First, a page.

The UK’s £500M Film and TV Production Restart Scheme officially opens today following state aid approval being granted by the EU.

The DCMS has extended the deadline for registration and start of production from December 2020 to February 2021 in a bid to cover more film and TV productions. The government department said today that “eligible productions will be onboarded within days.” Claims can be backdated to 28 July.

The scheme had been accepting applications in recent weeks but was still awaiting the final state aid green light.

From today, productions can receive compensation from the scheme for future coronavirus-related losses including filming delays from illness amongst the cast and crew. The funding is available to all productions made by companies where at least half of the production budget is spent in the UK.

There will be a total cap on claims per production of £5M, and productions will need to pay an appropriate excess when seeking to claim under the scheme, as well as an appropriate fee when joining the scheme. Productions will also need to purchase insurance to cover non-coronavirus risks to ensure their production is adequately insured.

Culture Secretary, Oliver Dowden, said: “Our film and TV production sector is respected the world over, filled with talented people. I am delighted that this half a billion pound scheme will get cast and crews back to doing what they do best. This move will help support tens of thousands of jobs, provide work for creative freelancers and get cameras rolling across the country.”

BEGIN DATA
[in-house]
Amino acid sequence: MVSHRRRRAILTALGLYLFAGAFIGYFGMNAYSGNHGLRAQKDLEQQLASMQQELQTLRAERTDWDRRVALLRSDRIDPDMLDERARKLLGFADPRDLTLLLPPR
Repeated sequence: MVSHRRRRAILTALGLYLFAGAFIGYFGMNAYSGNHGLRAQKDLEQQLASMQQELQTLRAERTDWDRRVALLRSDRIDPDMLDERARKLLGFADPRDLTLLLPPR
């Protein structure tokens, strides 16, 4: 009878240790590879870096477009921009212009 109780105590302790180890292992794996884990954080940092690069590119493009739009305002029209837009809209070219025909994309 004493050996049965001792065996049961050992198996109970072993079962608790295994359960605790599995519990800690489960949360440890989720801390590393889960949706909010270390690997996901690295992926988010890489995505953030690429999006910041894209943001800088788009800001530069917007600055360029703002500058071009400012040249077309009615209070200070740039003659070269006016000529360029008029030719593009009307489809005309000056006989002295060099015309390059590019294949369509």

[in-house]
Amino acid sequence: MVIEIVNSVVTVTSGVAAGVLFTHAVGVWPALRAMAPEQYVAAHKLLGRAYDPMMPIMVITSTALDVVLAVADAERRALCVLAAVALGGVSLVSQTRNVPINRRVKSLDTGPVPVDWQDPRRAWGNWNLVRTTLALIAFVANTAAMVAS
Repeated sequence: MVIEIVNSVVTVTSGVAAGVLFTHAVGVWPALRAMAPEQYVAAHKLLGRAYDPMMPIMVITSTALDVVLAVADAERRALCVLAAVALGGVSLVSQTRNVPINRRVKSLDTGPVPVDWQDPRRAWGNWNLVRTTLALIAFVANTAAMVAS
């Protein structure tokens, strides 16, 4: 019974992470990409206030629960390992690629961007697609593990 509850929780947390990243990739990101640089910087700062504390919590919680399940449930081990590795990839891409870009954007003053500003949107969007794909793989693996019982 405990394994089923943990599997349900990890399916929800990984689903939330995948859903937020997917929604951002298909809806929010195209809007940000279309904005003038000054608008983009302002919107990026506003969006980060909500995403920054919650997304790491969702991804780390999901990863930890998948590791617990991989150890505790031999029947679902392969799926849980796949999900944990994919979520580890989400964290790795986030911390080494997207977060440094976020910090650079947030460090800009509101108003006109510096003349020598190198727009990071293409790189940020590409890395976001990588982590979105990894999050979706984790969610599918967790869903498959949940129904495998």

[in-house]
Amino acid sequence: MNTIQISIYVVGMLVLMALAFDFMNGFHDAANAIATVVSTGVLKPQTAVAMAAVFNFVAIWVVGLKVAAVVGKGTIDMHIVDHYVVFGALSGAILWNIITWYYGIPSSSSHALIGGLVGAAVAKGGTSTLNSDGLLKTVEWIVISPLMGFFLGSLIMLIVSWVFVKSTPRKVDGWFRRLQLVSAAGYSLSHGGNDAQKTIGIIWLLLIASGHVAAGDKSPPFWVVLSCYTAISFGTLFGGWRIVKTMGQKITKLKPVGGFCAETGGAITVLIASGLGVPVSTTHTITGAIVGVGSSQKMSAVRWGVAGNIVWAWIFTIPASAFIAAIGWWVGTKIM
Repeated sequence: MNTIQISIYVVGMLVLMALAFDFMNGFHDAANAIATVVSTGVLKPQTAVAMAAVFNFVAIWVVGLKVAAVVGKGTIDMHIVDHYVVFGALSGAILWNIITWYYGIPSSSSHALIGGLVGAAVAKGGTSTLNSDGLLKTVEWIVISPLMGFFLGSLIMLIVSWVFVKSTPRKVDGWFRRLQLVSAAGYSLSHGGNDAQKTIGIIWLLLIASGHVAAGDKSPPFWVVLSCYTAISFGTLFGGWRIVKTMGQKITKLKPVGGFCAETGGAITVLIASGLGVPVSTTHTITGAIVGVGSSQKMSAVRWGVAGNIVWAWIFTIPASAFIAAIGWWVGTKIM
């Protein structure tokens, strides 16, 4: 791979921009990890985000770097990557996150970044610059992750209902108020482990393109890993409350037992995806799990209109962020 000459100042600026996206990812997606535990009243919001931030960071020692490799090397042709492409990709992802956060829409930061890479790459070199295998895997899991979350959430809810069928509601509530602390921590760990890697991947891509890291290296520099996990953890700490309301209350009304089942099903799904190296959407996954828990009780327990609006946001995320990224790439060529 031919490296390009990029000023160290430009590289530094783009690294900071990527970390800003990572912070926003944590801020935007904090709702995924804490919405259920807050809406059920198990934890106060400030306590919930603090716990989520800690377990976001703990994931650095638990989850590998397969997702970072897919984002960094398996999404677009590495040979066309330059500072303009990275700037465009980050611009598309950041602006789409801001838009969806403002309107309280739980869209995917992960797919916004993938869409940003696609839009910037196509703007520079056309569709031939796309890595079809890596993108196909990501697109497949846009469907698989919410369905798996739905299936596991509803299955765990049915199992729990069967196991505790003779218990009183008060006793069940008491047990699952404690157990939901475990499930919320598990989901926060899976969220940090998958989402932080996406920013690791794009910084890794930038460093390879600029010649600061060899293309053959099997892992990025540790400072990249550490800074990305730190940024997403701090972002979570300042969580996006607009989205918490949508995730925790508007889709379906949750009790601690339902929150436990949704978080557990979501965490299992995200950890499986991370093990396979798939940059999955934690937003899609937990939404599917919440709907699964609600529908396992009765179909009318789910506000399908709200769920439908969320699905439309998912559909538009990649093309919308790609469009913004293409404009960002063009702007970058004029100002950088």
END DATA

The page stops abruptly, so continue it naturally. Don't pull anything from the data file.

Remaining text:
Chancellor of the Exchequer, Rishi Sunak, commented: “Our world-leading film and TV industry supports tens of thousands of jobs and is hugely important to the UK’s cultural life. That’s why as part of our Plan for Jobs we are doing everything possible to help protect the jobs of the talented professionals who work in the sector. This targeted scheme will help to fill the gap created by the lack of available insurance, and help get our world renowned film and tv industry back up and running.”

Movie Mothering Sunday, starring Josh O’Connor, Odessa Young , Sope Dirisu, Olivia Colman and Colin Firth, is among productions to have already applied to the scheme. Producer Elizabeth Karlsen noted: “It is an understatement to say how pleased we are that the Production Restart Scheme is in place giving life back to the film and television industry to provide jobs for freelance cast and crew, turnover for suppliers and ultimately great stories to be seen in our cinemas and on our screens. Without this backing from the Government‘s scheme our industry, which is held in such high regard throughout the world, would have been under serious threat.”

Carolyn McCall, Chief Executive, ITV, commented on the program: “The production indemnity scheme is a vital and innovative response to a very difficult set of circumstances for TV producers caused by Covid. There is no doubt that it will make a big difference to confidence levels in the UK TV production industry saving jobs and helping to ensure that the UK remains a world leader in TV.”

John McVay, CEO, Pact, added: “The Government has recognised the huge contribution that the TV and film production sector makes to the UK economy and we are very pleased that the scheme has now had full approval. This will now give confidence to many hundreds of small indies across the UK to get back to what they do best – making TV programmes and films enjoyed both in the UK and across the globe.”